Wednesday, December 27, 2006

framing and statistically improbable phrases

one of amazon's text analysis devices that has fascinated me for a while is the statistically improbable phrases (SIP), which in textual analysis appear or emerge as relatively unique to a given text. that is, amazon makes the full text of certain books available online for searching, excerpting, etc. it also has software that performs textual analyses of each book yielding most frequently used words, for example, along with "statistically improbable phrases," that is, phrases that appear relatively unique to that book. of course this uniqueness is never entirely the case, so what's fascinating is how certain SIPs create metaphors and, as cal berkeley linguist and political strategist george lakoff would have it, evoke frames that are rooted in different contexts.

for example, the phrase "intellectual invasion." lakoff would look at how this phrase is essentially metaphorical, that is, it equates ideas with warfare. this is not an uncommon metaphor -- we speak of a "battle of ideas" or a "battle of wills" all the time. lakoff goes further by saying that such a metaphor evokes a cognitive frame, a way of organizing perception and experience that allows that metaphor to make sense and appeal to us and our values. thus, in an "intellectual invasion" there is an invader and an invadee, there are soldiers and weapons, there are strategies and tactics, there are outcomes of victory and defeat.

now in the different contexts in which the phrase "intellectual invasion" appears -- in this case, as SIPs in five different books in the amazon's data -- different frames will be evoked.
  • 1. The Challenge of Fundamentalism: Political Islam and the New World Disorder by Bassam Tibi (U Cal Press, 1998) in a passage like the following "Basically, religious fundamentalists denounce cultural modernity as a virus that has befallen Islam and contributed to the weakening of Islamic civilization. Political Islam purports to reverse this condition. Confronting cultural modernity thus becomes a struggle against the west, in particular a struggle against 'the intellectual invasion of the World of Islam'" (73).
  • 2. Islam Between Culture and Politics, also by Bassam Tibi (Palgrave Macmillan, 2002) in a similar context or with a similar frame.
  • 3. Gender & Knowledge: Contribution of Gender Perspectives to Intellectual Formations by Ferial Ghazoul (American University in Cairo Press, 2000) in the following passage: "The inferiority complex born of belonging to humble mothers who were reduced to the level of ignominy by our forefathers, which cultural colonialism and intellectual invasion implanted firmly in the consciousness and mentality of the East, is well known" (200). similar frame, perhaps redoubled to include islam and feminism.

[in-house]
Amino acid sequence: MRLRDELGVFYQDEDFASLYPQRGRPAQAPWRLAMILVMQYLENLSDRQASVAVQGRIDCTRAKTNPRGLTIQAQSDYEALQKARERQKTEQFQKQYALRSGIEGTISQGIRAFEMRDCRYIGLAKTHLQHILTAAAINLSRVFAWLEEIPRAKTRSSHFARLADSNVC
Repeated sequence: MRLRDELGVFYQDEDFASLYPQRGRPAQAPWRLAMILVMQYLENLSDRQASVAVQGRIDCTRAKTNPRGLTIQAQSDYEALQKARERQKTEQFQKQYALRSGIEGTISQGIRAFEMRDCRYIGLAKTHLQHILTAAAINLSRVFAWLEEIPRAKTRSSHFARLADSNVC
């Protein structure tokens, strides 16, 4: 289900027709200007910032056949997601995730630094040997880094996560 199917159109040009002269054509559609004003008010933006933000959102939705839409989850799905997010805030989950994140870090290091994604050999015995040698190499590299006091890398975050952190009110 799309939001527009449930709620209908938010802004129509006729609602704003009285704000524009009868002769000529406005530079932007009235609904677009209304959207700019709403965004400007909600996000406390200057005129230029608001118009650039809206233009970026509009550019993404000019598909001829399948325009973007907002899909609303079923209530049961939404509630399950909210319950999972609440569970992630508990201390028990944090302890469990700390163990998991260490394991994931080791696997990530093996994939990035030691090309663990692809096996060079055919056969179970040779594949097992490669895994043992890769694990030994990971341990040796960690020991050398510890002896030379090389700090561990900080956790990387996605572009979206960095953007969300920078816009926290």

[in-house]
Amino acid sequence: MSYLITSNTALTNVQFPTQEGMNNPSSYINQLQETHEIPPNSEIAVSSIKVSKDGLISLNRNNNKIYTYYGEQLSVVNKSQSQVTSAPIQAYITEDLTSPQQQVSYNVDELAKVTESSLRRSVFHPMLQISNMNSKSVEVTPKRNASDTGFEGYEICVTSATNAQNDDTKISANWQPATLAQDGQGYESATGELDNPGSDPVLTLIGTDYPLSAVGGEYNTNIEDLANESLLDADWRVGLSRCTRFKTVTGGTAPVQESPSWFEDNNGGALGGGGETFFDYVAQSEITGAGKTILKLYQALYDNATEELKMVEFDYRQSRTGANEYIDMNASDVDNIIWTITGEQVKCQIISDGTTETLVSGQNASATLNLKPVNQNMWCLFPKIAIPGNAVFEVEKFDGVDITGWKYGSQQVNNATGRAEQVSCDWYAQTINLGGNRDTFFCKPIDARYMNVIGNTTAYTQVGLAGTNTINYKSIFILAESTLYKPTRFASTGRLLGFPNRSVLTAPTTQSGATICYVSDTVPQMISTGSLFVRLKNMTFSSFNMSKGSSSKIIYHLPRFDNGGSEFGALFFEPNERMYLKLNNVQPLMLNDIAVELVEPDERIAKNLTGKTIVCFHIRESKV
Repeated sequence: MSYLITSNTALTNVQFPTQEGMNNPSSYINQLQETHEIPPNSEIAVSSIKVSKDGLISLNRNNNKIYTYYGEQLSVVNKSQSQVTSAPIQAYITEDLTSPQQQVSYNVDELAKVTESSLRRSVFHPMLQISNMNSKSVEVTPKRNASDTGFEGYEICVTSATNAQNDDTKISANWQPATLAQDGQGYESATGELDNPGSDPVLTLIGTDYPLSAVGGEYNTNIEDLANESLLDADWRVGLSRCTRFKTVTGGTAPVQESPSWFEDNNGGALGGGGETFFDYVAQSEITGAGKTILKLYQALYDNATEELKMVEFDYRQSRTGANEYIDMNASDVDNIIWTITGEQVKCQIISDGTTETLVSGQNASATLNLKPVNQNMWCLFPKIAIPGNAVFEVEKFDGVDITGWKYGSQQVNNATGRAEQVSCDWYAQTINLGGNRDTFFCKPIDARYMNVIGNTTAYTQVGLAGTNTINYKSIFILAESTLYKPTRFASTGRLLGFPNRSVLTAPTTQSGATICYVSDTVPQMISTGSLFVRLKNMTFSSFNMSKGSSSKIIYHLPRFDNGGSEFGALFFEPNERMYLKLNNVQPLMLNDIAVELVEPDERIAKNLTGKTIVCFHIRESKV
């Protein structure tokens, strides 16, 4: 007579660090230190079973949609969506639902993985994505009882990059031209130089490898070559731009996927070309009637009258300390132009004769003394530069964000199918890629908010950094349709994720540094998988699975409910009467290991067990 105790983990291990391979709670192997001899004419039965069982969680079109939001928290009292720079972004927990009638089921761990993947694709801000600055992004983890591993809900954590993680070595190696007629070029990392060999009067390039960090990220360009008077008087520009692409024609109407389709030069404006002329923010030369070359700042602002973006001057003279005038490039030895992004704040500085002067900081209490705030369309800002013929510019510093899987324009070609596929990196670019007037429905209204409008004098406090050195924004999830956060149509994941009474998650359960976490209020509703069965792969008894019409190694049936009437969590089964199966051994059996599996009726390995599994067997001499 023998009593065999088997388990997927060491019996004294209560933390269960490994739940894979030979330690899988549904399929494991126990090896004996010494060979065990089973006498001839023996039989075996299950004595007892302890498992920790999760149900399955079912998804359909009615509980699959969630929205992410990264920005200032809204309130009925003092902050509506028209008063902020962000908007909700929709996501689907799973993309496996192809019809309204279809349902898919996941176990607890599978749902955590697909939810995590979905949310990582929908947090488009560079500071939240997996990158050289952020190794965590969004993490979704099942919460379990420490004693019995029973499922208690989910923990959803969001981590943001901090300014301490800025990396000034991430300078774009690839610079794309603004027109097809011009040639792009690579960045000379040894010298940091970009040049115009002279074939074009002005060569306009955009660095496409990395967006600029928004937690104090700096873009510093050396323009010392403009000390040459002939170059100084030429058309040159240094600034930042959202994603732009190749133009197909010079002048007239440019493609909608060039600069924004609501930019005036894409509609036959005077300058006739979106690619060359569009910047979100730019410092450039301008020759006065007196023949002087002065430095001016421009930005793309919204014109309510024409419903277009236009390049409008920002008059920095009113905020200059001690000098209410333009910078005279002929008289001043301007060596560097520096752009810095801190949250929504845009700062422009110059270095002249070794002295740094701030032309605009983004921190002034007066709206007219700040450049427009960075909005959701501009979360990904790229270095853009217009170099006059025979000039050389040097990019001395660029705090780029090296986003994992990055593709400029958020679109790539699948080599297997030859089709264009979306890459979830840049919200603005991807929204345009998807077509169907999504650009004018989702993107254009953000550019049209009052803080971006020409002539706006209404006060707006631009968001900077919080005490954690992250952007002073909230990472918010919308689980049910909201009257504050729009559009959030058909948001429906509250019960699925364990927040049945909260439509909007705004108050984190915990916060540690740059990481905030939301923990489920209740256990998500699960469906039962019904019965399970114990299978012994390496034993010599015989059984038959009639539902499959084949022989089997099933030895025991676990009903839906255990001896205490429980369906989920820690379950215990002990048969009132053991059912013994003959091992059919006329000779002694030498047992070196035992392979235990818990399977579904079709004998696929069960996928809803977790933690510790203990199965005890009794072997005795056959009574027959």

• 4. The Double Helix: A Personal Account of the Discovery of the Structure of DNA, by James D. Watson, where its usage is pretty general even though the broad frame is one of western scientific discovery.
  • 5. Facing Shame: Families in Recovery, by Merle A. Fossum and Marilyn J. Mason (Norton, 1989) in the following passage: "Intellectual boundary violations result from parents' invading the boundary by criticizing, blaming, mindreading, or mindraping.... Another form of intellectual invasion is the 'prying parent'--the overly interested parent who wants to know everything about the child's activities and thoughts and feelings (from the pretense of caring)." (73-74)
of course statistically these five books do not prove much since only a fraction (though i wonder how great or small a fraction) of all published book get into the amazon database (raising another fascinating question of what books get in and what don't, who decides, how much it costs, etc.).

but clearly the islamic context is dominant, and tibi in particular is getting this phrase from islamic scholars, "two exponents of political Islam," jarisha and zaibaq, authors of Asalib al-ghaZu al-fikri It al-'alain al-Islaini / Methods of the Intellectual Invasion of the Muslim World. so there's a sense in which tibi is sort of single-handedly translating this phrase from islamic into english scholarship.

nevertheless, what's fascinating to me is that this frame should be equally suited to islamic political thought, western science and famliy psychology. does this tell us something about ourselves cognitively?

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